Sarawak, Malaysia (Miri or Kuching)
40,000 years BP
Creative Commons image by iJER
Archaeological evidence from the Niah caves brings us back 40,000 years ago – to the earliest example of the modern humans in Southeast Asia, from a skull fragment. But even more amazing is that the stratigraphy of Niah shows that the cave has been in use by early humans since that time, judging from the assembly of stone tools, shell ornaments and pottery that traces its occupation from the Pleistocene right up to the metal age.
Among the human remains, the deep skull from the ‘hell’ – named for the unbearable heat conditions during the excavation season – carries an associated radiocarbon date of 40,000 years BP. Neolithic extended burials and later-period secondary jar burials were also found in the massive cave. In addition, rock art bearing the ‘ship of the dead’ motif is associated with a burial area in the cave.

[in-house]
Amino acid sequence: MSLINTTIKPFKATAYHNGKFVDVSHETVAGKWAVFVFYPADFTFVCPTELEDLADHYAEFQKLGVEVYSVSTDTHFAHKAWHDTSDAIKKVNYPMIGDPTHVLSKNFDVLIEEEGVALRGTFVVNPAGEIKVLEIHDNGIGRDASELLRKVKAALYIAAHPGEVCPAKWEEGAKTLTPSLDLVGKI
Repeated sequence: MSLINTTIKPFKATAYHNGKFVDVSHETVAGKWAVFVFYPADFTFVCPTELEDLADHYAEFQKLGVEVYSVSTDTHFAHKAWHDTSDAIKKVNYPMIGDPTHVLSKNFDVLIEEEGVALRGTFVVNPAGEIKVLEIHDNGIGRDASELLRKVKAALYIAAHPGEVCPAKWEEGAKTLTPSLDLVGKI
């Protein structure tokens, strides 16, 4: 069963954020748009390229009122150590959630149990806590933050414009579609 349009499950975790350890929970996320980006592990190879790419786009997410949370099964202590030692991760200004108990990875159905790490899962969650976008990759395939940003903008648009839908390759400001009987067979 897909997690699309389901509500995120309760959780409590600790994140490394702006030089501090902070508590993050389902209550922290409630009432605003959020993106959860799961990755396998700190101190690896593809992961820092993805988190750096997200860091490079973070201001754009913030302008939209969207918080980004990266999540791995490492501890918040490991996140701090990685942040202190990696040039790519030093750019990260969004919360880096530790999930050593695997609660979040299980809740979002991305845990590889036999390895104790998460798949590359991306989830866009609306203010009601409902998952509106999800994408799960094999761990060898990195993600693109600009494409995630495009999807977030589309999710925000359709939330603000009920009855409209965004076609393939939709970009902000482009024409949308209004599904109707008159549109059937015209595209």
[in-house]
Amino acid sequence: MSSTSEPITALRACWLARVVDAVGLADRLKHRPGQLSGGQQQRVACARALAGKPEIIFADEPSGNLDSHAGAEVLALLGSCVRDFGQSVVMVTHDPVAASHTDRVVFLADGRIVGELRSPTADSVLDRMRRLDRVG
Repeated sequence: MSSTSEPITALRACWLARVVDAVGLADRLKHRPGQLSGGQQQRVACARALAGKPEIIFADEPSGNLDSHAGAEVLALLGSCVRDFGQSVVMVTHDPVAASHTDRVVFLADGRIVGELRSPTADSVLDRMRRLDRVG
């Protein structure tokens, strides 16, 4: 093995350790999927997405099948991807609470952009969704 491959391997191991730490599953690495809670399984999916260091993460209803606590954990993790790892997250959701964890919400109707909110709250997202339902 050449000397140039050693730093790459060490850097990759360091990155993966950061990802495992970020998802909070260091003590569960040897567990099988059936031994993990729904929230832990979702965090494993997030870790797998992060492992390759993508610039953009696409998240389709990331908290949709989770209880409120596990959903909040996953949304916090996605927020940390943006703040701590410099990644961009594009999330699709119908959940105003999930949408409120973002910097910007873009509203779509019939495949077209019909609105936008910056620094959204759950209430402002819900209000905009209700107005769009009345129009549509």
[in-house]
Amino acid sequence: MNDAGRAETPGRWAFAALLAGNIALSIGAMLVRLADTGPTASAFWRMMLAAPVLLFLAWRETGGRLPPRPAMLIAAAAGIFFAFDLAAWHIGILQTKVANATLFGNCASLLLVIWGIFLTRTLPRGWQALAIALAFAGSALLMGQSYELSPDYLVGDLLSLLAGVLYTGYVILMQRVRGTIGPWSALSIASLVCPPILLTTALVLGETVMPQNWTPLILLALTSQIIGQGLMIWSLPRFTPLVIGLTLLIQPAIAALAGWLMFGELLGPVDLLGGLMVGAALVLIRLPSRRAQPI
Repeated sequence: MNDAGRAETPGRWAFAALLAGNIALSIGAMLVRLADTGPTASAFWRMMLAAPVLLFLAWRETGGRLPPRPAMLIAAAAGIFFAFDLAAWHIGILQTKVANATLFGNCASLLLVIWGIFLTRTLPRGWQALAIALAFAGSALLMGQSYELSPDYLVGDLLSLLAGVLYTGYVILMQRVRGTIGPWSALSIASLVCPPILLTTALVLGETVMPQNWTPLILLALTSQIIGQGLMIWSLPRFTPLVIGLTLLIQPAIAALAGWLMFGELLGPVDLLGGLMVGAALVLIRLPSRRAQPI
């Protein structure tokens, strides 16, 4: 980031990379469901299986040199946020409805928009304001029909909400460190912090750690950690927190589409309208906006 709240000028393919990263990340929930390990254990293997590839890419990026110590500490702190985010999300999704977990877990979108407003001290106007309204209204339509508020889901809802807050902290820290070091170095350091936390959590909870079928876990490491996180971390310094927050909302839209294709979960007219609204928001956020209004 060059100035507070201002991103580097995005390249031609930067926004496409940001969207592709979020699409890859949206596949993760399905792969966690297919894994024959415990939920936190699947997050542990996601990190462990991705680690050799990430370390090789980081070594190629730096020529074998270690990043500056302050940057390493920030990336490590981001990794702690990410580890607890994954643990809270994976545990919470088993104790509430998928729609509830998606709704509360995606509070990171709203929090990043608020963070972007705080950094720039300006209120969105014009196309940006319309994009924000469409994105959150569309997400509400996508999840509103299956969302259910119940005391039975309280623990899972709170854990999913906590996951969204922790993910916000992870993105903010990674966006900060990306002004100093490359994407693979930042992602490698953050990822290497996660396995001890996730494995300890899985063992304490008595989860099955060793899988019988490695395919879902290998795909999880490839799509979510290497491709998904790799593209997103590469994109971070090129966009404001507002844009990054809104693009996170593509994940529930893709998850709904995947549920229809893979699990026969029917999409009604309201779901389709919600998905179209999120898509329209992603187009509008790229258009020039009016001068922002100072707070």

Today, the cave is the highlight of the Niah National Park, a nature-lovers’ stopover. An archaeological museum sits near the entrance of the cave. Niah is approximately two hour’s drive away from the nearest airport city, Miri.
More on the Niah caves and the prehistory of Southeast Asia in:
– Southeast Asia: From Prehistory to History by P. S. Bellwood and I. Glover (Eds)
– Reconstructing human subsistence in the West Mouth (Niah Cave, Sarawak) burial series using stable isotopes of carbon by J. Krigbaum
– The archaeology of foraging and farming at Niah Cave, Sarawak by G. Barker
– Early History (The Encyclopedia of Malaysia) by Nik Hassan Shuhaimi Nik Abdul Rahman (Ed)
– Prehistory of the Indo-Malaysian Archipelago by P. Bellwood